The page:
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Motion sickness in public road transport: Passenger behaviour and susceptibility

Motion sickness in public road transport: Passenger behaviour and susceptibility
Motion sickness in public road transport: Passenger behaviour and susceptibility

The aim of this research was to identify personal and environmental factors influencing individual susceptibility to motion sickness during road transport. A questionnaire survey of 3256 coach travellers was conducted. Information on passenger characteristics, travel regularity, activity during travel, use of anti-motion sickness drugs and self-reported motion sickness susceptibility were collected over 56 private hire coach journeys. Details of the travel environment (visibility, temperature and seating) were also recorded. The relationship of these variables with passenger illness and more specific symptoms of motion sickness are examined. Overall, 28.4% of passengers reported feeling ill, 12.8% reported nausea and 1.7% reported vomiting during coach travel. Travel sickness decreased with increasing passenger age and greater travel experience. Females were more likely to report feeling ill during coach travel than males by a ratio of four to three. Poor forward visibility was found to increase sickness. Passenger illness occurrence was approximately three times higher for passengers with no view of the road ahead (mean, 34.6%) compared to passengers who could see the road ahead extremely well (mean, 12.7%). No relationships were found between the occurrence of travel sickness and temperature or time of travel. Differences in the pattern of sickness responses exhibited by coach travellers suggest: (1) habituation through greater travel regularity may occur independently of reductions in travel sickness that occur with age; (2) females are more affected by poor forward visibility than males; and (3) the incidence of travel sickness could be significantly reduced by improving the external visibility afforded to passengers.

Habituation, Motion sickness, Susceptibility, Visibility
0014-0139
444-461
Turner, Mark
d41bc3a2-c790-4204-8635-99559965836a
Griffin, Michael J.
24112494-9774-40cb-91b7-5b4afe3c41b8
Turner, Mark
d41bc3a2-c790-4204-8635-99559965836a
Griffin, Michael J.
24112494-9774-40cb-91b7-5b4afe3c41b8

Turner, Mark and Griffin, Michael J. (1999) Motion sickness in public road transport: Passenger behaviour and susceptibility. Ergonomics, 42 (3), 444-461. (doi:10.1080/001401399185586).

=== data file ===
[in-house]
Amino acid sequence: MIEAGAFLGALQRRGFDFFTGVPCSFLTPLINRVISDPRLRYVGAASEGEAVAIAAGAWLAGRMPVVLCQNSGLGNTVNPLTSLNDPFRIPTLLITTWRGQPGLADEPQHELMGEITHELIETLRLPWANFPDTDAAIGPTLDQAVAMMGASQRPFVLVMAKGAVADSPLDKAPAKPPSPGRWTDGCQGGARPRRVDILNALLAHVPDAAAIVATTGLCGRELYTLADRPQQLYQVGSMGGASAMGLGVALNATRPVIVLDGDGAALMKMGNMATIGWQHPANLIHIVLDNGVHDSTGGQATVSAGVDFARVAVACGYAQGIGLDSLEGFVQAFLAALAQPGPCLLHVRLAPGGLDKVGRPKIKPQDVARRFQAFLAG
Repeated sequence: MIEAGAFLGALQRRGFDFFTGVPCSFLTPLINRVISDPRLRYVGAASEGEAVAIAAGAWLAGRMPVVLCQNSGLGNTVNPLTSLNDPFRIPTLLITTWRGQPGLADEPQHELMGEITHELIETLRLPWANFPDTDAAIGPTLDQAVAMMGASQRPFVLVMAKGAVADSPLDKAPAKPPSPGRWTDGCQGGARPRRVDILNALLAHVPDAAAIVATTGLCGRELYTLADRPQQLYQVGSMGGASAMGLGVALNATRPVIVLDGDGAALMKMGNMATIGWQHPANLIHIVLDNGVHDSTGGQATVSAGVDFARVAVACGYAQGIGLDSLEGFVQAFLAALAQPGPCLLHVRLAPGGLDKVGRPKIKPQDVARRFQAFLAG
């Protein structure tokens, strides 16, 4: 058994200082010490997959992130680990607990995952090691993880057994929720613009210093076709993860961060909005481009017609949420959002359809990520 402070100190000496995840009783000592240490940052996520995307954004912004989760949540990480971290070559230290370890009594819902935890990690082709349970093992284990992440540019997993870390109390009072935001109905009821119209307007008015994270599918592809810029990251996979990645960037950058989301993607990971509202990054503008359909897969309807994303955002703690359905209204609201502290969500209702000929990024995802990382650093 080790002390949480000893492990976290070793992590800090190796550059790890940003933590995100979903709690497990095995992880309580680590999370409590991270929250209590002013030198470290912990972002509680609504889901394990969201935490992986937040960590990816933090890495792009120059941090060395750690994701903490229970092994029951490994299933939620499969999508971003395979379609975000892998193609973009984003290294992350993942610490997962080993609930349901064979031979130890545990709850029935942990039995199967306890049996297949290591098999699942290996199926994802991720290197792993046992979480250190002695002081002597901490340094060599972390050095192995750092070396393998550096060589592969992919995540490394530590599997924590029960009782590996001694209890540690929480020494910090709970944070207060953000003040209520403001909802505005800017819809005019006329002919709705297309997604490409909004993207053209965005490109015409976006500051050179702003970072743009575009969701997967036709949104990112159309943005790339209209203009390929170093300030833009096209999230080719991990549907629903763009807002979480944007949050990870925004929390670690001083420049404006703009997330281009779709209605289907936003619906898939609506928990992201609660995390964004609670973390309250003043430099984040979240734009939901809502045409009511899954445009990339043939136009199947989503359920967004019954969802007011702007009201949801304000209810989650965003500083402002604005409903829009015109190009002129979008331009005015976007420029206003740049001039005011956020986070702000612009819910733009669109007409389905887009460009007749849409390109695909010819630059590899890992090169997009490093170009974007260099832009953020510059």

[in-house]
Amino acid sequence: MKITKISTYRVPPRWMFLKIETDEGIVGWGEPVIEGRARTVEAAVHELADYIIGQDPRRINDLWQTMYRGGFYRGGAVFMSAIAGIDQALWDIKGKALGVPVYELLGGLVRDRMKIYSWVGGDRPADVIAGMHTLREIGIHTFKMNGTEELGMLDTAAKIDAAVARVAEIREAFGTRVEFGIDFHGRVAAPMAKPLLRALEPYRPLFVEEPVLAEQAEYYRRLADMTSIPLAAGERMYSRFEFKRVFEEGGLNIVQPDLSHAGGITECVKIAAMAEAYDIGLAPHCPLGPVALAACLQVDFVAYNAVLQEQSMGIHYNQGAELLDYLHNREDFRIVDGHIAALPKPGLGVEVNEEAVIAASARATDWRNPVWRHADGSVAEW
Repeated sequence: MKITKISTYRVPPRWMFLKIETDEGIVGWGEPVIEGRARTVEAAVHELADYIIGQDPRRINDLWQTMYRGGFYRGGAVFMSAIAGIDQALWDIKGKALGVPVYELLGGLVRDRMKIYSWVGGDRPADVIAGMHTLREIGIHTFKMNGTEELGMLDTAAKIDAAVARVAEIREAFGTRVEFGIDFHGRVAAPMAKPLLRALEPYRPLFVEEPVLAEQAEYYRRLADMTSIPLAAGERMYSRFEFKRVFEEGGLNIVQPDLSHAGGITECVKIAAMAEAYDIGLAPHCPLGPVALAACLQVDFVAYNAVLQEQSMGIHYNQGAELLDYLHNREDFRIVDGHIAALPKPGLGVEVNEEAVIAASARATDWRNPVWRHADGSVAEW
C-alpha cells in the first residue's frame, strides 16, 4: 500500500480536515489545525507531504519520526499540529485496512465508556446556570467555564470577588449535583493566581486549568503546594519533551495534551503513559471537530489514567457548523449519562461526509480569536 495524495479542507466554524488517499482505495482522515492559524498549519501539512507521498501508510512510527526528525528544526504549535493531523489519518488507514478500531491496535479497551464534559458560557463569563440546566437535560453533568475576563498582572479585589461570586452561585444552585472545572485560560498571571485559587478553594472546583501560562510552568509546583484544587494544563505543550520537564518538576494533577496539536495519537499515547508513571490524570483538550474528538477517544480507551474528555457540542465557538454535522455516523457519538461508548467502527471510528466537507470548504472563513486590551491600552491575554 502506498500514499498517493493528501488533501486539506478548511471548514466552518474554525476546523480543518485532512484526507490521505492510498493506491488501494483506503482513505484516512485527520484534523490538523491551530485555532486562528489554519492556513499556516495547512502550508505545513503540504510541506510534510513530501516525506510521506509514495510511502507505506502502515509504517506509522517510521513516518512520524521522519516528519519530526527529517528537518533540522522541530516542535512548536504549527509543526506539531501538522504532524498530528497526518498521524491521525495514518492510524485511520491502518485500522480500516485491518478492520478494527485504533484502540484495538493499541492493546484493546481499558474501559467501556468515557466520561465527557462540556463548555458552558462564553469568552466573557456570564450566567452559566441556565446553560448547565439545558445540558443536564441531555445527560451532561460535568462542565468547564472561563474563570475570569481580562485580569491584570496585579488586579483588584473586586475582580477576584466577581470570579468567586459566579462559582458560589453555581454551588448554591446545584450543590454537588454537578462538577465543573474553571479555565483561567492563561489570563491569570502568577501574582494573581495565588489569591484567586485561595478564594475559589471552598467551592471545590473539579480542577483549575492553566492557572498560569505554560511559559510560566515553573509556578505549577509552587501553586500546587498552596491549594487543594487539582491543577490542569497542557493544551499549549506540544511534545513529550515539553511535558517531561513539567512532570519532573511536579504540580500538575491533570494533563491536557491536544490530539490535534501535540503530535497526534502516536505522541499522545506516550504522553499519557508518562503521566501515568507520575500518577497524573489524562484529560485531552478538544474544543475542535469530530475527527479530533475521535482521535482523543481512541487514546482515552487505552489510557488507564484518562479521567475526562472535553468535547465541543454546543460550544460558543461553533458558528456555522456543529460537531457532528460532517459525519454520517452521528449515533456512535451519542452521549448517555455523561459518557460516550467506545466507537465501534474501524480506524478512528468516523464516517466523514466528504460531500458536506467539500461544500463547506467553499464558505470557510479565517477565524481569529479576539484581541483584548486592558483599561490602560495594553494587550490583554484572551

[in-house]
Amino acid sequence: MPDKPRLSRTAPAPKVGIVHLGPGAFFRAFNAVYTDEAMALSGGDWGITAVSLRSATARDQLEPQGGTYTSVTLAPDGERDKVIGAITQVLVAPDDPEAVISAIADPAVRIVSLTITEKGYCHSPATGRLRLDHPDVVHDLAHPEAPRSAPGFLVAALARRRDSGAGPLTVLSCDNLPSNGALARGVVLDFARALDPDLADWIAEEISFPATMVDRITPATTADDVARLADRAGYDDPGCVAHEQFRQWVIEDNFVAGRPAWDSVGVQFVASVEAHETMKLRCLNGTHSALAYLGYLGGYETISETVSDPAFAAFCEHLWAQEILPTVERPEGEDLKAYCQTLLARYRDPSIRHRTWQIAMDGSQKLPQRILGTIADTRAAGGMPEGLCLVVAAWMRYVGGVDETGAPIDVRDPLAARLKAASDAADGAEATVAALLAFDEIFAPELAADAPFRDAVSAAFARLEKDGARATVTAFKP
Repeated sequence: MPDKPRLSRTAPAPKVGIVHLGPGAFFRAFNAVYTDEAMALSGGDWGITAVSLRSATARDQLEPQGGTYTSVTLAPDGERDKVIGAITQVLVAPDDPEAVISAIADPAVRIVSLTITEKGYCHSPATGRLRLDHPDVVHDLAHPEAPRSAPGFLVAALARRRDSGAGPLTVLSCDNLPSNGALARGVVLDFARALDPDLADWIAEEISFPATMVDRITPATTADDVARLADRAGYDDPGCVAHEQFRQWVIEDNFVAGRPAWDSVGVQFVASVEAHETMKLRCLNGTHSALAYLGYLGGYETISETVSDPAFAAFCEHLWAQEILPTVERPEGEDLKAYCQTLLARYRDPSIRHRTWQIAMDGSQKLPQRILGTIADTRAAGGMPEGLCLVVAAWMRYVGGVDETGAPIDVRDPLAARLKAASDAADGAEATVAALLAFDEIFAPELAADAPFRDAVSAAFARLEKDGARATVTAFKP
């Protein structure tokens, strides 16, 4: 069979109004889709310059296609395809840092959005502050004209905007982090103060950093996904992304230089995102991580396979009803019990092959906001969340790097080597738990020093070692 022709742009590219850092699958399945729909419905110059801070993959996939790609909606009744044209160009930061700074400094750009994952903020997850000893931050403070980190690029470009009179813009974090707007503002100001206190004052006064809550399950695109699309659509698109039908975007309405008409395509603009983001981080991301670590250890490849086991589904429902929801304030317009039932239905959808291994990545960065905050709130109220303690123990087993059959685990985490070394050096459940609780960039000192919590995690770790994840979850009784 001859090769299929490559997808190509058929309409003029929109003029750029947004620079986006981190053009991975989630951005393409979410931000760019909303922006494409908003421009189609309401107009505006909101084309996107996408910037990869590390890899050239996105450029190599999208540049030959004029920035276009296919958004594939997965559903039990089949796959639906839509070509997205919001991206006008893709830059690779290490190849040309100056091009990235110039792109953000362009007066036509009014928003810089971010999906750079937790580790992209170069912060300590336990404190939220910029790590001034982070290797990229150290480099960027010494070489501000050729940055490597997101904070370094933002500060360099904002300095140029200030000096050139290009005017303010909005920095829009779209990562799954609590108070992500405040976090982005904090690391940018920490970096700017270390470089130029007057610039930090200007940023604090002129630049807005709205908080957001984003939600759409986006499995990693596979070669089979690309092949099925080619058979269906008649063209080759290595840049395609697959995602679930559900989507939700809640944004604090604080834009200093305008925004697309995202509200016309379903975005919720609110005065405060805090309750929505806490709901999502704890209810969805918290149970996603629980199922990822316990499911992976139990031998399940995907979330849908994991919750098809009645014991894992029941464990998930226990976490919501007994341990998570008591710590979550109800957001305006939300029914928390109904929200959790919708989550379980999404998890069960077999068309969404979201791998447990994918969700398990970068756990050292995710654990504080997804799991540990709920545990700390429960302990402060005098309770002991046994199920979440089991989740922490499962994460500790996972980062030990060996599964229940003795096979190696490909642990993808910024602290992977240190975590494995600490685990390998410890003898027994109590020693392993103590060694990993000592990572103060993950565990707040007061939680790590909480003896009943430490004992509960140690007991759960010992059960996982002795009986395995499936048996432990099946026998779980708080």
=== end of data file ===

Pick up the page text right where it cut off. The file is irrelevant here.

Record type: Article

Abstract

The aim of this research was to identify personal and environmental factors influencing individual susceptibility to motion sickness during road transport. A questionnaire survey of 3256 coach travellers was conducted. Information on passenger characteristics, travel regularity, activity during travel, use of anti-motion sickness drugs and self-reported motion sickness susceptibility were collected over 56 private hire coach journeys. Details of the travel environment (visibility, temperature and seating) were also recorded. The relationship of these variables with passenger illness and more specific symptoms of motion sickness are examined. Overall, 28.4% of passengers reported feeling ill, 12.8% reported nausea and 1.7% reported vomiting during coach travel. Travel sickness decreased with increasing passenger age and greater travel experience. Females were more likely to report feeling ill during coach travel than males by a ratio of four to three. Poor forward visibility was found to increase sickness. Passenger illness occurrence was approximately three times higher for passengers with no view of the road ahead (mean, 34.6%) compared to passengers who could see the road ahead extremely well (mean, 12.7%). No relationships were found between the occurrence of travel sickness and temperature or time of travel. Differences in the pattern of sickness responses exhibited by coach travellers suggest: (1) habituation through greater travel regularity may occur independently of reductions in travel sickness that occur with age; (2) females are more affected by poor forward visibility than males; and (3) the incidence of travel sickness could be significantly reduced by improving the external visibility afforded to passengers.

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More information

Published date: March 1999
Keywords: Habituation, Motion sickness, Susceptibility, Visibility
Organisations: University of Southampton

Identifiers

Local EPrints ID: 406262
URI: http://eprints.soton.ac.uk/id/eprint/406262
ISSN: 0014-0139
PURE UUID: c629d927-fa22-4a0c-add4-d3b3fee2f435
ORCID for Michael J. Griffin: ORCID iD orcid.org/0000-0003-0743-9502

Catalogue record

Date deposited: 10 Mar 2017 10:43
Last modified: 10 Dec 2019 01:59

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